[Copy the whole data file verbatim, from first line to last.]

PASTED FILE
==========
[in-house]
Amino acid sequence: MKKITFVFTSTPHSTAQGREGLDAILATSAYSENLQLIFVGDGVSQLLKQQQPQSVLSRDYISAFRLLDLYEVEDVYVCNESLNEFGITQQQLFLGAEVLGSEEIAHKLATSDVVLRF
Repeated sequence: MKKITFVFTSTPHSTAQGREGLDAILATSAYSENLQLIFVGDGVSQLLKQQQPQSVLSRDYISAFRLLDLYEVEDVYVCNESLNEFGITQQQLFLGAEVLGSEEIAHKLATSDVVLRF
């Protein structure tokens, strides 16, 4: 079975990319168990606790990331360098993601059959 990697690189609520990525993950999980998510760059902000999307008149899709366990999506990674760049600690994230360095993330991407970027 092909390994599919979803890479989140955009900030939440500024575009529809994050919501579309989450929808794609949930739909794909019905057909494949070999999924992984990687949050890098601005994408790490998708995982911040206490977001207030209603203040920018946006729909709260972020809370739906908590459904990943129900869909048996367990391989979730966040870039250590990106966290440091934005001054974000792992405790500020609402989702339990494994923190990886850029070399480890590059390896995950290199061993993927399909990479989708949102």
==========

[in-house]
Amino acid sequence: MKKITFVFTSTPHSTAQGREGLDAILATSAYSENLQLIFVGDGVSQLLKQQQPQSVLSRDYISAFRLLDLYEVEDVYVCNESLNEFGITQQQLFLGAEVLGSEEIAHKLATSDVVLRF
Repeated sequence: MKKITFVFTSTPHSTAQGREGLDAILATSAYSENLQLIFVGDGVSQLLKQQQPQSVLSRDYISAFRLLDLYEVEDVYVCNESLNEFGITQQQLFLGAEVLGSEEIAHKLATSDVVLRF
């Protein structure tokens, strides 16, 4: 079975990319168990606790990331360098993601059959 990697690189609520990525993950999980998510760059902000999307008149899709366990999506990674760049600690994230360095993330991407970027 092909390994599919979803890479989140955009900030939440500024575009529809994050919501579309989450929808794609949930739909794909019905057909494949070999999924992984990687949050890098601005994408790490998708995982911040206490977001207030209603203040920018946006729909709260972020809370739906908590459904990943129900869909048996367990391989979730966040870039250590990106966290440091934005001054974000792992405790500020609402989702339990494994923190990886850029070399480890590059390896995950290199061993993927399909990479989708949102």